Thinking of getting your pilot's license? Here are the steps you'll need to take:
1. Decide what you want to do - this will help you decide what rating's
2. Choose a flight school/instructor.
3. Purchase the materials you'll need.
4. Take your written exam
5. Take your FAA check ride - Pass and you're rated!
First you'll need to decide what you want from flying. For instance, are you primarily interested in recreational flying? or are you thinking of making a career as a pilot? If you're looking at making a career in aviation, what would you like to do? Commercial Pilot? Corporate Pilot? Police Helicopter Pilot? Aviation Mechanic?
The various levels of pilot ratings comprise mainly of
There is also a Recreational Pilot rating, but, in my opinion, unless you need to follow this route for medical reasons, if you are going for a Recreational Pilot's rating, you might as well get your Private Pilot rating.
Each of these ratings are further split into multiple types of ratings.
To get a rating, you must be at least 16, speak English, and be able to pass a basic medical exam. You can start your training at any age, but you must be 16 years old or older to solo (fly by yourself).
For a Private Pilot rating, it will cost between $3000 - $6000. You can get your rating in as little as a week in an accelerated course offered by several vendors, but typically it takes about 3 - 6 months depending on how often you fly. If you are looking at making a career in aviation, there are many schools with aviation programs, such as Daniel Webster College in Nashua, NH. At a minimum, I highly recommend scheduling your lessons at least once a week, twice a week is better. For a Private Pilot rating, you'll need a minimum of 20 hours flying with an instructor and 20 hours flying solo. Plus you'll need to pass a written and an oral exam.
You don't need to own an airplane to fly or get your license. There are lots of options from renting to finding an instructor who uses his own plane for training.
Next, you'll need to choose a flight school. A great place to start your search is through the Be A Pilot tm program. The best way is to choose a school at an airport that is convenient to get to, so you don't get stuck having to travel so far you end up stopping. The time of year you learn isn't really important. It's as much fun flying in the winter as it is in the summer and fall. In fact, the air is typically smoother in the wintertime than it is during the summer. When you've found a school whose airplanes look well cared for, you'll need to choose an instructor. Many schools will offer a free or reduced price first flight. Take advantage of this and try several instructors and schools till you find the one you feel most comfortable with. There are also many freelance instructors out there.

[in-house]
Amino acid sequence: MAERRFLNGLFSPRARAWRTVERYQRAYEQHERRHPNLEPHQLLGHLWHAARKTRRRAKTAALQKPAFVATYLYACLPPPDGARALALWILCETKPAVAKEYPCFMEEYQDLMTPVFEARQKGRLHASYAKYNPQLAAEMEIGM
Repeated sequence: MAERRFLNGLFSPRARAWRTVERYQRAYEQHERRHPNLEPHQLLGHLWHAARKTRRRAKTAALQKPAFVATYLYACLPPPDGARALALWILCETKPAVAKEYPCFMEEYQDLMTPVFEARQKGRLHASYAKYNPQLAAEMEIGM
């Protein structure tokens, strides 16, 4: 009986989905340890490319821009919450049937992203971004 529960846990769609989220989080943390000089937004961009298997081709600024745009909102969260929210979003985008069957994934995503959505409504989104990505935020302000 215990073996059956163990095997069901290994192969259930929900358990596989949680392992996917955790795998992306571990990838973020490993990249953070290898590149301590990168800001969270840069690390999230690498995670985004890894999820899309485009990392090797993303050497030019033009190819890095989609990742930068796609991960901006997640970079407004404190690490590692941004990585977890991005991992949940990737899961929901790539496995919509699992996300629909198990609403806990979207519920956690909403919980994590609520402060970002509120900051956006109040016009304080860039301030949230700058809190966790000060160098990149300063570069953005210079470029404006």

You'll want to pick up some books to study and help you get past the written
exam. One of the most popular is Rod Machado's Private Pilot Handbook: The Ultimate Private Pilot Book. His book has a light style with interjected humor to help make what can be rather dry reading fun.
For those who prefer straight ahead facts in a well oganized book - William Kershner's Student Pilot's Flight Manual is an excellent choice.
You'll also want to get a test prep book. The FAA has published all the possible test questions, but the test prep books add value by adding discussion and learning methods and techniques, as well as provide the graphics necessary to answer the questions that need them.
As noted above, the FAA's website is an excellent resource for information. Most of their regulations and pamphlets are accessible online. Some resources you'll want to check out for the exam are the FAA Practical Test Standards, Test Questions, Airmen Knowledge Test Guides, and other information here. The Federal Aviation Regulations (FARs) and other aviation manuals are accessible here.
If you'd rather have these articles in book form, you can also order them from here and other locations.